Monday, April 03, 2006

Remember the reports of a rift between Iraqi insurgents and Zarqawi's Al Qaeda in Iraq? These reports were a staple of right-wing chatter a few weeks ago.

Well, this morning NPR's Deborah Amos -- citing a Jordanian jihadi allied with the Iraqi insurgents and also an analyst for the International Crisis Group -- said the rift is already a thing of the past:

DEBORAH AMOS: ...In the last year, many Sunni insurgent groups have challenged Zarqawi's terror tactics, which has led to open internal battles, says Azzam.

HUDAYFAH AZZAM: And finally he has to change himself and his way, or he has to leave. We are still working very hard on that.

AMOS: But in the last month, the split has been put aside, he says.

ASSAM: Five main parties of the resistance, they were united with Zarqawi, and they are working together now.

AMOS: Iraqi and Western analysts say the rift ended with the upsurge of Sunni-Shia killing following the bombing of a revered Shiite shrine north of Baghdad. Joost Hiltermann of the International Crisis Group says that violence explains the newfound unity among foreign fighters and the Iraqi insurgents.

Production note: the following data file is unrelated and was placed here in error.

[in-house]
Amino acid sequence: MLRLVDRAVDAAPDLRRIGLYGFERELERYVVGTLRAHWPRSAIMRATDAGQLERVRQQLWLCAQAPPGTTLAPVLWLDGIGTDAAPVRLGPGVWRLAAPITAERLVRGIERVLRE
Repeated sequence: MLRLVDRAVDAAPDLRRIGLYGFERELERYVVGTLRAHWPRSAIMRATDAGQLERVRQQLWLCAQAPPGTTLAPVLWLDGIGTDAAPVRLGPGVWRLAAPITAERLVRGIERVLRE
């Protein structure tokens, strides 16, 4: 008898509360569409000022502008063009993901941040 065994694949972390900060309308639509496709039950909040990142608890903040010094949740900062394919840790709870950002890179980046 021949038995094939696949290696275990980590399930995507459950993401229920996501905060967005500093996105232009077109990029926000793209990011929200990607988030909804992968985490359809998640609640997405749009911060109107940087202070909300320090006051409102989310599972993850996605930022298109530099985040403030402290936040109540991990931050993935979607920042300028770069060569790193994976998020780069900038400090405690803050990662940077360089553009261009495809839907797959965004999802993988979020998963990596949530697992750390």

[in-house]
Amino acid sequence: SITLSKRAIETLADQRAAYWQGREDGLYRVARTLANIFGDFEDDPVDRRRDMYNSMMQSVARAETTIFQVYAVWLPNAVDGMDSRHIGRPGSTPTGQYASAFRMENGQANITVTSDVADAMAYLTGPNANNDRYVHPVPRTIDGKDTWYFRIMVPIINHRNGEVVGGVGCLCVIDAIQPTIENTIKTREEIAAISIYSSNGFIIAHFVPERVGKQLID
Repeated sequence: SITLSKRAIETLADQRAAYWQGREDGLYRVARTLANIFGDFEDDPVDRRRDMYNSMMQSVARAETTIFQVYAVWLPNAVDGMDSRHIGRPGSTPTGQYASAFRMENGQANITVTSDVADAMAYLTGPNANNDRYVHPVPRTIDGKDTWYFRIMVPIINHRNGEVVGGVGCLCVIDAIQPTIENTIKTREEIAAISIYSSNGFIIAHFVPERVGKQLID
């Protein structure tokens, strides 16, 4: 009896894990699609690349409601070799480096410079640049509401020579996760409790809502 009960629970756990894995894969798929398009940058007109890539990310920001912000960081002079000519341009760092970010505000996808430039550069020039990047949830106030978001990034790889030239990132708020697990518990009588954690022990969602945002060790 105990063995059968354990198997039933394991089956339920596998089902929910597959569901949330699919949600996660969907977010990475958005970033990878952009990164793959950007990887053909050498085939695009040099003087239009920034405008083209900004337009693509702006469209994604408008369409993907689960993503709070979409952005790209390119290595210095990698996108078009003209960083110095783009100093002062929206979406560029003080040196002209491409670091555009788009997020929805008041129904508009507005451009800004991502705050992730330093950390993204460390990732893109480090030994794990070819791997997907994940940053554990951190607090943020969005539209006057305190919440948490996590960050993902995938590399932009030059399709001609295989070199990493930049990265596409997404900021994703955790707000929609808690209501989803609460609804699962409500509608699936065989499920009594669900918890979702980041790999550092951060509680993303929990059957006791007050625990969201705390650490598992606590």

JOOST HILTERMANN: If there was any chance for a rift, it was destroyed in the immediate aftermath of the bombing, and as long as there are attacks on -- Shiite Islamist groups operating through [the] Interior Ministry, for example, against Sunni Arabs as a community, the insurgents will remain unified, as a protector, of course.

The rift was yet another "turning point" that was really, really going to bring us victory, according to right-wingers. If the rift is no more, that's very significant.

(Transcript mine; I can't vouch for the spelling of the Jordanian's name.)

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